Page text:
African-American activist questioned about her race. Does it matter for NAACP leadership?

Rachel Dolezal, the leader of a local chapter of a US group advocating for the rights of African Americans is facing questions about whether she lied about her racial identity, with her family saying she is white but has portrayed herself as black.

Tyler Tjomsland/The Spokesman-Review via AP/File
Rachel Dolezal (c.)Spokane's newly-elected NAACP president, smiles as she meets with Joseph M. King, of King's Consulting (l.), and Scott Finnie, director and senior professor of Eastern Washington University's Africana Education Program, before the start of a Black Lives Matter Teach-In on Public Safety and Criminal Justice, at EWU, in Cheney, Wash., Jan. 16, 2015. Dolezal's family members say she has falsely portrayed herself as black for years.

The leader of a local chapter of a major U.S. group advocating for the rights of African Americans is facing questions about whether she lied about her racial identity, with her family saying she is white but has portrayed herself as black.

Rachel Dolezal, who heads a local branch of the National Association for the Advancement of Colored People in northwestern United States, would not answer questions about her background in an interview with a local newspaper.

"That question is not as easy as it seems," she told The Spokesman-Review Thursday. "There's a lot of complexities. And I don't know that everyone would understand that."

Dolezal is president of a local branch of the civil-rights organization, an adjunct professor in the Africana Studies Program at Eastern Washington University and chairwoman of the local police overnight board.

Authorities say an inquiry is underway into whether Dolezal violated city polices when she stated her racial identity.

Dolezal's estranged mother, Ruthanne, said the family is Czech, Swedish and German, with some Native American roots.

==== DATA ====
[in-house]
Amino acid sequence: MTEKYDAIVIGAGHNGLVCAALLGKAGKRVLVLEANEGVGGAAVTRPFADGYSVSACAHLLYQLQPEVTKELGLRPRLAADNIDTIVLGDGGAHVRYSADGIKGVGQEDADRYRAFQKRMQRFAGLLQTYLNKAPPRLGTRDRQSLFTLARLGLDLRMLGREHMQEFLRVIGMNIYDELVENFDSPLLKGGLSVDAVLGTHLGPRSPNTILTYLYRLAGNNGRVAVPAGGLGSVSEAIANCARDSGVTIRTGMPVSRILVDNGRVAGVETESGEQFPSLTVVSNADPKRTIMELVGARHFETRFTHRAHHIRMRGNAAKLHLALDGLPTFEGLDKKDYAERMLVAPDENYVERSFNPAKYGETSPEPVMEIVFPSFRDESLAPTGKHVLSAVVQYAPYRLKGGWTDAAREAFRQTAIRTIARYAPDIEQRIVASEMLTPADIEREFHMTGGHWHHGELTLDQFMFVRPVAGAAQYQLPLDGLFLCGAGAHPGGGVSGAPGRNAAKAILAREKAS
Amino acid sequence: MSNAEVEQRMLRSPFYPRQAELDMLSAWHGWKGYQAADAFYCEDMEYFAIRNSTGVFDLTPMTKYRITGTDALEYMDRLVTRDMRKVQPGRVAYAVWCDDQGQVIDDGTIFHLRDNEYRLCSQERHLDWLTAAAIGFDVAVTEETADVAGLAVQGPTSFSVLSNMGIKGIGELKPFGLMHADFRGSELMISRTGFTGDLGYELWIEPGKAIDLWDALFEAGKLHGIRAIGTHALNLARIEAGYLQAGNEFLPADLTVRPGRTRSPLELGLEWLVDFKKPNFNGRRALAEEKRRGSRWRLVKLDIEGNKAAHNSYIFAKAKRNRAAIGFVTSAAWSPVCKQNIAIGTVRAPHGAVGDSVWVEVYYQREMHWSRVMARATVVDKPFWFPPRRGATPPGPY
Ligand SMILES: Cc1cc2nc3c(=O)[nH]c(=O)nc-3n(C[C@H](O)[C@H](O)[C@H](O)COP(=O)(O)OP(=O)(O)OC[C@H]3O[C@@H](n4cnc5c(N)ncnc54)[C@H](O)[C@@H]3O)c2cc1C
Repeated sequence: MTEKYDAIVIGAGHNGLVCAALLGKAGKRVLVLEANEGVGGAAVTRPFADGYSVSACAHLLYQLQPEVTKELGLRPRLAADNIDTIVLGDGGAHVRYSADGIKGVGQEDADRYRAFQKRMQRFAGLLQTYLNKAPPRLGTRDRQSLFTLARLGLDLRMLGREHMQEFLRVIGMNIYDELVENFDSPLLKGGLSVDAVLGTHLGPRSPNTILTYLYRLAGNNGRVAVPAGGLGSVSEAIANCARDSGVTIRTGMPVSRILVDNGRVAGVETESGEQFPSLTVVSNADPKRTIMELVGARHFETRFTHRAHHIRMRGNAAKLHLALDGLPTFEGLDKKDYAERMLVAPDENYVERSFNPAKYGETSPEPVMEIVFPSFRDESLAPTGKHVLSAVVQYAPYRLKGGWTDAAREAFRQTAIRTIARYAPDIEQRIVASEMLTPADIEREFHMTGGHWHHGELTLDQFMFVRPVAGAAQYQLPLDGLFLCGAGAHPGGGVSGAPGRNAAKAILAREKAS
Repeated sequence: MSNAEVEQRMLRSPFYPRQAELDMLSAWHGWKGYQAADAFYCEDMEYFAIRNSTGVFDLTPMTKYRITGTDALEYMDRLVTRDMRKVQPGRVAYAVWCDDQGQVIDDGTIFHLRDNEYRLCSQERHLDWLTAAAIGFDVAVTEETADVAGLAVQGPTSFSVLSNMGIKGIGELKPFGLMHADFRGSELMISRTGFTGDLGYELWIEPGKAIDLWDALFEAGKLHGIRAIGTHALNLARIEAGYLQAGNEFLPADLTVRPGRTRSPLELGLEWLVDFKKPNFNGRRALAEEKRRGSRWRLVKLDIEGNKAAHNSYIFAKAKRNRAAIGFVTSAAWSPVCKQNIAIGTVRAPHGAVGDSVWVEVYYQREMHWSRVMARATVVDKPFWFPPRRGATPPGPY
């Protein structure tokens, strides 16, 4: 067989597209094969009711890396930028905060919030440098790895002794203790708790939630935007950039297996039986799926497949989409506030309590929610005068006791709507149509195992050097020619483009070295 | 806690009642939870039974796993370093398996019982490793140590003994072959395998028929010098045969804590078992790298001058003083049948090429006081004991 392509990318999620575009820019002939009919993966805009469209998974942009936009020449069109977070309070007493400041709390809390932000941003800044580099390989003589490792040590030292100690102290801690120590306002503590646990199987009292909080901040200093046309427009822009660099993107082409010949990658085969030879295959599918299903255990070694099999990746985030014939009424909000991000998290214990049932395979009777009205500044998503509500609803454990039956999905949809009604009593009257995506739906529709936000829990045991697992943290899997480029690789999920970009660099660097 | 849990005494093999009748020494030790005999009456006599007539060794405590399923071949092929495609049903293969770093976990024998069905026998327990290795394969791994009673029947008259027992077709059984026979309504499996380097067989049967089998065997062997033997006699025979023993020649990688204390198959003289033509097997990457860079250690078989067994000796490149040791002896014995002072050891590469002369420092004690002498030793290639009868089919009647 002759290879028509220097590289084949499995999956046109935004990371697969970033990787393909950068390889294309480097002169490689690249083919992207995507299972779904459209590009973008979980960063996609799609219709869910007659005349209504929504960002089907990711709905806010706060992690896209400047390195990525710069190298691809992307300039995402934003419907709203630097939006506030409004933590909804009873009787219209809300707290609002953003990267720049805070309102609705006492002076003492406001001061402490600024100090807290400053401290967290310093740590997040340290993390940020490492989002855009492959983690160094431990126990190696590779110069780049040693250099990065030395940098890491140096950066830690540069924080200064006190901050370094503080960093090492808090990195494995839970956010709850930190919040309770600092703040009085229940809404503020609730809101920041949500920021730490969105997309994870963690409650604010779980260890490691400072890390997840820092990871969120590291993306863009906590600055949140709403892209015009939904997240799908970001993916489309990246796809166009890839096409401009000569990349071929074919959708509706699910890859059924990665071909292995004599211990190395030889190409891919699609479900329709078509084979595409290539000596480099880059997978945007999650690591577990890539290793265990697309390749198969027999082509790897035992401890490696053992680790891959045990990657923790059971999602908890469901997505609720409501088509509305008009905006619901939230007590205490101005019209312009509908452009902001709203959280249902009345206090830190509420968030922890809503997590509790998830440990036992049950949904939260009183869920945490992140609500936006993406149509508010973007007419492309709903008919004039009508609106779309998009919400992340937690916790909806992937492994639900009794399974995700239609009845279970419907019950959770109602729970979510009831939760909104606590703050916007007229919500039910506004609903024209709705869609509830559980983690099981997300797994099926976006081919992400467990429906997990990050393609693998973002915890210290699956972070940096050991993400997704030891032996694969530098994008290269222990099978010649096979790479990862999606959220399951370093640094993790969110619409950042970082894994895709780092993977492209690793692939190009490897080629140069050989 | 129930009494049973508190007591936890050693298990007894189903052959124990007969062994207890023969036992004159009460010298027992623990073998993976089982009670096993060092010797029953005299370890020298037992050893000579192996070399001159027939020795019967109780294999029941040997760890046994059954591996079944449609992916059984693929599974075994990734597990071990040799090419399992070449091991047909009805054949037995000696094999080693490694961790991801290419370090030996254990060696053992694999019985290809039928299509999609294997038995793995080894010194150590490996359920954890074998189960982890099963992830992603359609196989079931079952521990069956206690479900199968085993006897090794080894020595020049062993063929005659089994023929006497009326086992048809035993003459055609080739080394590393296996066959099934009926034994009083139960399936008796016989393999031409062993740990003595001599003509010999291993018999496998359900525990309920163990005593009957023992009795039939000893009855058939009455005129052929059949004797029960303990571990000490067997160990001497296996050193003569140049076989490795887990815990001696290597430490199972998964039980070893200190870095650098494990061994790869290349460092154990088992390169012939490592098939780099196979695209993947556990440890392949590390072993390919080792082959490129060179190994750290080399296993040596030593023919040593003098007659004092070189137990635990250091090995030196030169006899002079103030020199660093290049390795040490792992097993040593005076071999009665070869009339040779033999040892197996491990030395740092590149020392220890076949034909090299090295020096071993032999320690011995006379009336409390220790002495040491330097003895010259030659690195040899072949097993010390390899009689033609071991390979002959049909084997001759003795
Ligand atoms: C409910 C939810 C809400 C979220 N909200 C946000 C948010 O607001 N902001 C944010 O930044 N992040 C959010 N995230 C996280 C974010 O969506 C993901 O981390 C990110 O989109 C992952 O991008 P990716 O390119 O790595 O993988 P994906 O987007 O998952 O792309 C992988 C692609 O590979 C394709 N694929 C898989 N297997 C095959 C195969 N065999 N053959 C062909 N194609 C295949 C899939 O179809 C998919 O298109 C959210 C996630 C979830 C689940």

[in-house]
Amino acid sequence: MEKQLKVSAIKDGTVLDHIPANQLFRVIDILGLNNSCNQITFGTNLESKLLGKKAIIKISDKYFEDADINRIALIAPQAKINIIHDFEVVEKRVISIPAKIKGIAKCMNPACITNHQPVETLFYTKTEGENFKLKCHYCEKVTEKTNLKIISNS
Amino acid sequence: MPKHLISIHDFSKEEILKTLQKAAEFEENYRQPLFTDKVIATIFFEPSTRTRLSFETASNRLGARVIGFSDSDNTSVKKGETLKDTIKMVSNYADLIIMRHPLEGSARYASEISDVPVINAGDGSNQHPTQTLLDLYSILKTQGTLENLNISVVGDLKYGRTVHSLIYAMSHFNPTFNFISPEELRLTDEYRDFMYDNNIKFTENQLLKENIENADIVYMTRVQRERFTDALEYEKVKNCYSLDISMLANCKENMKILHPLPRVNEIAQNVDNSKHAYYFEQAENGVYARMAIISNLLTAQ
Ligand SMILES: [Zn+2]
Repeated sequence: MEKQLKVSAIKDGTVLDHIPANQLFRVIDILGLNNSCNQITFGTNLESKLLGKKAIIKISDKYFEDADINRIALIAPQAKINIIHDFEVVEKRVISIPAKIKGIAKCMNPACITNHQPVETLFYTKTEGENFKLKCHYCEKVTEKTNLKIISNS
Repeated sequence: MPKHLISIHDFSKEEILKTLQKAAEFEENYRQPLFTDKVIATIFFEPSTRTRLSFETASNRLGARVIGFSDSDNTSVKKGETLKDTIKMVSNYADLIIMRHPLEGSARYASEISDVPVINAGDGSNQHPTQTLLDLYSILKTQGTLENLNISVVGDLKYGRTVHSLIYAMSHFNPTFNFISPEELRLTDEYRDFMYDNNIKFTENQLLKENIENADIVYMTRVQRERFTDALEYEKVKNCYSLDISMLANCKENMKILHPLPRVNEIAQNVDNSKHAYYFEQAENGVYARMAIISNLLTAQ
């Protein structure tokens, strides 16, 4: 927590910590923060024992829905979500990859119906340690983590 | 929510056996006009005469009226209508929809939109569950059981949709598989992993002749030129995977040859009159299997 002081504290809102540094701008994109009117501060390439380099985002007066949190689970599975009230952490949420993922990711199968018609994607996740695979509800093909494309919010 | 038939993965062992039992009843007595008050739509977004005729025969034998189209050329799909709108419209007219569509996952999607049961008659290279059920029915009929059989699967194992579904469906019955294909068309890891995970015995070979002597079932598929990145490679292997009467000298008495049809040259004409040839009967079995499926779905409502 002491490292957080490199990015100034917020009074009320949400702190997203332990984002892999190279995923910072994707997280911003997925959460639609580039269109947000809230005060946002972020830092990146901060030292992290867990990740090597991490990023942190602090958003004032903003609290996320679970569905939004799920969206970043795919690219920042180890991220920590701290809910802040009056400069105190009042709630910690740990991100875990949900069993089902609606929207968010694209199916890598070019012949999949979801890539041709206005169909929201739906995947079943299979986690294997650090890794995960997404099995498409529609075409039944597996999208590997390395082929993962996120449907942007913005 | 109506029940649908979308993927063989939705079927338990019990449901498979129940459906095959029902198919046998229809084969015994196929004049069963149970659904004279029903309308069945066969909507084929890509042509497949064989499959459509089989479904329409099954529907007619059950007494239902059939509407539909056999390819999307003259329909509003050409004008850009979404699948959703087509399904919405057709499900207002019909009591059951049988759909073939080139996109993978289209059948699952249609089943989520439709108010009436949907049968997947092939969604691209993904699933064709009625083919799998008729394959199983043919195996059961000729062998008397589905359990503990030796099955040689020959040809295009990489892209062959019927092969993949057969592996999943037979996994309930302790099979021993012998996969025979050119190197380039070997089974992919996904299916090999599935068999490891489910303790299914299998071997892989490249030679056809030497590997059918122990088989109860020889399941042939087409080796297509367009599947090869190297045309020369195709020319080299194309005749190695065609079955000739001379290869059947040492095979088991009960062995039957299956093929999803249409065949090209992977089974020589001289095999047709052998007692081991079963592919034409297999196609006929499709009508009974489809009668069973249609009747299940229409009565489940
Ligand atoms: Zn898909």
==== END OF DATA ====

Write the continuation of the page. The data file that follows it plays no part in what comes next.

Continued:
Ruthanne Dolezal said that she and her daughter have not been in touch for years but that Rachel Dolezal began to portray herself as African-American eight or nine years ago after the family adopted four black children.

"It's very sad that Rachel has not just been herself," the mother told the newspaper by phone from her home in Montana. "Her effectiveness in the causes of the African-American community would have been so much more viable and she would have been more effective if she had just been honest with everybody."

Rachel Dolezal says the controversy is emerging because of legal issues between family members. Her mother says the family has been aware of the racial claims but has only commented about them when contacted.

The NAACP has released a statement saying it respects Dolezal's privacy in the matter.

"One's racial identity is not a qualifying criteria or disqualifying standard for NAACP leadership,'" the group said. "In every corner of this country, the NAACP remains committed to securing political, educational, and economic justice for all people."

You've read  of  free articles. Subscribe to continue.

Dear Reader,

About a year ago, I happened upon this statement about the Monitor in the Harvard Business Review – under the charming heading of “do things that don’t interest you”:

“Many things that end up” being meaningful, writes social scientist Joseph Grenny, “have come from conference workshops, articles, or online videos that began as a chore and ended with an insight. My work in Kenya, for example, was heavily influenced by a Christian Science Monitor article I had forced myself to read 10 years earlier. Sometimes, we call things ‘boring’ simply because they lie outside the box we are currently in.”

If you were to come up with a punchline to a joke about the Monitor, that would probably be it. We’re seen as being global, fair, insightful, and perhaps a bit too earnest. We’re the bran muffin of journalism.

But you know what? We change lives. And I’m going to argue that we change lives precisely because we force open that too-small box that most human beings think they live in.

The Monitor is a peculiar little publication that’s hard for the world to figure out. We’re run by a church, but we’re not only for church members and we’re not about converting people. We’re known as being fair even as the world becomes as polarized as at any time since the newspaper’s founding in 1908.

We have a mission beyond circulation, we want to bridge divides. We’re about kicking down the door of thought everywhere and saying, “You are bigger and more capable than you realize. And we can prove it.”

If you’re looking for bran muffin journalism, you can subscribe to the Monitor for $15. You’ll get the Monitor Weekly magazine, the Monitor Daily email, and unlimited access to CSMonitor.com.